IRS Office That Targeted Tea Party Also Disclosed Confidential Docs From Conservative Groups
The same IRS office that deliberately targeted conservative groups applying for tax-exempt status in the run-up to the 2012 election released nine pending confidential applications of conservative groups to ProPublica late last year.
The IRS did not respond to requests Monday following up about that release, and whether it had determined how the applications were sent to ProPublica.
In response to a request for the applications for 67 different nonprofits last November, the Cincinnati office of the IRS sent ProPublica applications or documentation for 31 groups. Nine of those applications had not yet been approved—meaning they were not supposed to be made public...
Nobody's Laughing Now
...Yet even if we assume Obama would have won re-election without any IRS shenanigans, that is no excuse for the wrongful conduct. Richard Nixon carried 49 states and nearly 61% of the total popular vote in 1972. No one thinks the burglary at the Watergate office complex was necessary for his re-election. Yet even a landslide does not mitigate an abuse of power....
...The big news over the weekend was that, as the Washington Post put it, "senior Internal Revenue Service officials knew agents were targeting tea party groups as early as 2011," contrary to the claim we heard Friday....
Why Did the IRS Target Conservative Groups?
...Since the Tea Party was a brand-new movement in 2010, they couldn’t possibly have had any data indicating that such groups were more likely to be doing something improper. So how exactly did they come up with this filter? There is no answer that does not ultimately resolve to “political bias.”
If Tea Party groups really were driving much of the post–Citizens United explosion, there was no need to specifically search for the words “tea party” or “patriot,” because those words would naturally be overrepresented in a random sample of new applications. The reason you specifically search for those words is that you want to target those groups specifically, and not, say, applications with “Progress,” “Organizing,” or “Action” in them.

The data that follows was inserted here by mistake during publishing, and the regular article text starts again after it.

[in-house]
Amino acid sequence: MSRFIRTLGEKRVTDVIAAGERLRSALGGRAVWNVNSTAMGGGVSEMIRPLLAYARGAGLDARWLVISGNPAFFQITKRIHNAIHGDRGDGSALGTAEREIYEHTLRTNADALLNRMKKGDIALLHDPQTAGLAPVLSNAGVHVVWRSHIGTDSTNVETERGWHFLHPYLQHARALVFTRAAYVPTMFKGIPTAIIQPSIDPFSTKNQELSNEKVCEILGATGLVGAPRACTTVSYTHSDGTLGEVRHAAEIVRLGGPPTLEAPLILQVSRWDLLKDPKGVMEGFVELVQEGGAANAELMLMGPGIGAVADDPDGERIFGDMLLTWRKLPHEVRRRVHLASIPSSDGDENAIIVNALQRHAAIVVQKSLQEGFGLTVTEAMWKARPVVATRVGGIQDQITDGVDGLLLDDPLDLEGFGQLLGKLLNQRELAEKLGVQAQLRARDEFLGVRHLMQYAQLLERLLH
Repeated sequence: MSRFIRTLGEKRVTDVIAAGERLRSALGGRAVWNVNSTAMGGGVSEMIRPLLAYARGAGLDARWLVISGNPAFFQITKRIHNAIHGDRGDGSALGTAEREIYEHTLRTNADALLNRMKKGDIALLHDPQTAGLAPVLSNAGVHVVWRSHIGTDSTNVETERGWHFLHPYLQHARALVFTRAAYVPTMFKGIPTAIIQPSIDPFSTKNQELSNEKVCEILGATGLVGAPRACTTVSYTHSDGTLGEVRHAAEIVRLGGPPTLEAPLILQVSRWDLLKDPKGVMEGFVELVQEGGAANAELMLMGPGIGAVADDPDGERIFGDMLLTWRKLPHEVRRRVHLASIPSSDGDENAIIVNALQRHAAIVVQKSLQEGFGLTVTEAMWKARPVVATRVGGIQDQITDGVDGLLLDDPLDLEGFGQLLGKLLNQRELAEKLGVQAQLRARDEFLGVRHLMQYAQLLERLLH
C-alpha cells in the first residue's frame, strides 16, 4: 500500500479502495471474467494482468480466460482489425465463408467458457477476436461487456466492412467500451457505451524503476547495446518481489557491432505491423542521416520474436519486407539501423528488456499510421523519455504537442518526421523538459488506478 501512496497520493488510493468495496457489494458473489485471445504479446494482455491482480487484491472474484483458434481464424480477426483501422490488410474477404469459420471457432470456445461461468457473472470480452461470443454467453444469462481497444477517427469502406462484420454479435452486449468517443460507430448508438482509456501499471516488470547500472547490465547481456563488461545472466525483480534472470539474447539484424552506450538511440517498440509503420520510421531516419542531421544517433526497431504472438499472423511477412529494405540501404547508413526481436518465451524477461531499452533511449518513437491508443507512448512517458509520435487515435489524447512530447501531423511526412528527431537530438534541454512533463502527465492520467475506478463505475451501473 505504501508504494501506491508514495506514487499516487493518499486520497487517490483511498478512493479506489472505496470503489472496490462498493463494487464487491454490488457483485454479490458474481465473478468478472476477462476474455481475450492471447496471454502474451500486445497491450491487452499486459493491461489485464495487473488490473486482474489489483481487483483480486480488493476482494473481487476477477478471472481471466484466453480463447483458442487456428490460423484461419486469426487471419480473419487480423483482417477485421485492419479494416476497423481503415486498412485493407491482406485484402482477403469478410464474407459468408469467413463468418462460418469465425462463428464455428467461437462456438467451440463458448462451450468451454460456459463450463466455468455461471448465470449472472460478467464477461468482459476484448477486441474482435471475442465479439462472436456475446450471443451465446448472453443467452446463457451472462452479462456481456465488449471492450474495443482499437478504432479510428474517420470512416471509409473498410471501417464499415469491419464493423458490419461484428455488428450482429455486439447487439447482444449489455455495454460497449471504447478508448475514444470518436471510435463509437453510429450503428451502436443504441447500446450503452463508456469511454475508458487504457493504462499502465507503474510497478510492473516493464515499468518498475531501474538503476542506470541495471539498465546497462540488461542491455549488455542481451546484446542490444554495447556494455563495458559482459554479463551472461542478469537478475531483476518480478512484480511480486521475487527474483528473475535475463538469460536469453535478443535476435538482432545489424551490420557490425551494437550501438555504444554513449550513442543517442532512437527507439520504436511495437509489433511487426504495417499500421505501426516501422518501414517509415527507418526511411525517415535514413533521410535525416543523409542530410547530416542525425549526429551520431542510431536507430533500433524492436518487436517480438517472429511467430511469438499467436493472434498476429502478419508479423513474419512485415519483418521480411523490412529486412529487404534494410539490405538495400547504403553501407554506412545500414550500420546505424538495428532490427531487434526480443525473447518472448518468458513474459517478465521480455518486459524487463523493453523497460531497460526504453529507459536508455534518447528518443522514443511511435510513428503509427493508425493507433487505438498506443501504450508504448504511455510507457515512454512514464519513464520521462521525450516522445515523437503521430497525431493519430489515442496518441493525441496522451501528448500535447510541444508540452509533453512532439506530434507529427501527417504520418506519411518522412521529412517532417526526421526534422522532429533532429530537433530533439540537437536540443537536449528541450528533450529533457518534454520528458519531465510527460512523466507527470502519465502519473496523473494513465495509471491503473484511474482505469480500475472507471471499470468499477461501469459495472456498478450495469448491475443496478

For that matter, even if they also targeted liberal keywords, it would still be just as big a problem. It’s hard to think of any reasonable standard for extra review that starts with “I didn’t like their name.”
Further evidence: given that they don’t seem to have taken action against any of the groups they hassled, it seems clear that this was, in fact, an objectively bad filter.
Rather than learning from this, the IRS instead did basically the same thing again, apparently on the logic that people who dislike taxes or complain about the government can’t possibly be promoting social welfare....
In IRS scandal, echoes of Watergate
...The burglary occurred in 1972, the climax came in 1974, but40 years ago this week — May 17, 1973 — the Senate Watergate hearings began exploring the nature of Richard Nixon’s administration. Now the nature of Barack Obama’s administration is being clarified as revelations about IRS targeting of conservative groups merge with myriad Benghazi mendacities.
This administration aggressively hawked the fiction that the Benghazi attack was just an excessively boisterous movie review. Now we are told that a few wayward souls in Cincinnati, with nary a trace of political purpose, targeted for harassment political groups with “tea party” and “patriot” in their titles. The Post reported Monday that the IRS also targeted groups that “criticized the government and sought to educate Americans about the U.S. Constitution.” Credit the IRS’s operatives with understanding who and what threatens the current regime.
Jay Carney, whose unenviable job is not to explain but to explain away what his employers say, calls the IRS’s behavior “inappropriate.” No, using the salad fork for the entree is inappropriate. Using the Internal Revenue Service for political purposes is a criminal offense....